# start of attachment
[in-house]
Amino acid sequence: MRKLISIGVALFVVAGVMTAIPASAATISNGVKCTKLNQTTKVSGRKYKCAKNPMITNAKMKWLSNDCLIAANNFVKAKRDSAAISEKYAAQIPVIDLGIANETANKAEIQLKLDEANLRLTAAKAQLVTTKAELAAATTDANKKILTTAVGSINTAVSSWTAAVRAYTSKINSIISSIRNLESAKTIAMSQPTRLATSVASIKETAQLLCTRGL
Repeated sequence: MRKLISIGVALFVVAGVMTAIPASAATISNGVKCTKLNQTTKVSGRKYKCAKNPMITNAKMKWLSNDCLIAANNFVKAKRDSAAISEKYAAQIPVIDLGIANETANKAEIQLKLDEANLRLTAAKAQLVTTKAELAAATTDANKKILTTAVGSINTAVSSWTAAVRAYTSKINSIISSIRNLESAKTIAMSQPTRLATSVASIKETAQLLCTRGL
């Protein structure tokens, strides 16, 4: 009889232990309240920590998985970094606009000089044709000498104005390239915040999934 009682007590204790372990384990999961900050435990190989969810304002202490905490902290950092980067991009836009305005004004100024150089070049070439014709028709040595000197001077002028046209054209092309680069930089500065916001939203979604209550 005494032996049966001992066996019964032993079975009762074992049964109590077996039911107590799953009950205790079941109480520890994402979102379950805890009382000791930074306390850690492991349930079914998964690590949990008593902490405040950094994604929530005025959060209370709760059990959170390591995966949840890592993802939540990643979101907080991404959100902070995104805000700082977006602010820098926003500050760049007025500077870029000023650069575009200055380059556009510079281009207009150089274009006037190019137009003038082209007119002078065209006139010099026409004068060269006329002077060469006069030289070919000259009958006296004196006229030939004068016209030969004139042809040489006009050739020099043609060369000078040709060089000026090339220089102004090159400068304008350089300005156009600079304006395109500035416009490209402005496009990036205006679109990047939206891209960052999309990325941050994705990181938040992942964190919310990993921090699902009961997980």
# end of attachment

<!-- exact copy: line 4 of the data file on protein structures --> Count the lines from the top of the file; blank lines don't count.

């Protein structure tokens, strides 16, 4: 009889232990309240920590998985970094606009000089044709000498104005390239915040999934 009682007590204790372990384990999961900050435990190989969810304002202490905490902290950092980067991009836009305005004004100024150089070049070439014709028709040595000197001077002028046209054209092309680069930089500065916001939203979604209550 005494032996049966001992066996019964032993079975009762074992049964109590077996039911107590799953009950205790079941109480520890994402979102379950805890009382000791930074306390850690492991349930079914998964690590949990008593902490405040950094994604929530005025959060209370709760059990959170390591995966949840890592993802939540990643979101907080991404959100902070995104805000700082977006602010820098926003500050760049007025500077870029000023650069575009200055380059556009510079281009207009150089274009006037190019137009003038082209007119002078065209006139010099026409004068060269006329002077060469006069030289070919000259009958006296004196006229030939004068016209030969004139042809040489006009050739020099043609060369000078040709060089000026090339220089102004090159400068304008350089300005156009600079304006395109500035416009490209402005496009990036205006679109990047939206891209960052999309990325941050994705990181938040992942964190919310990993921090699902009961997980």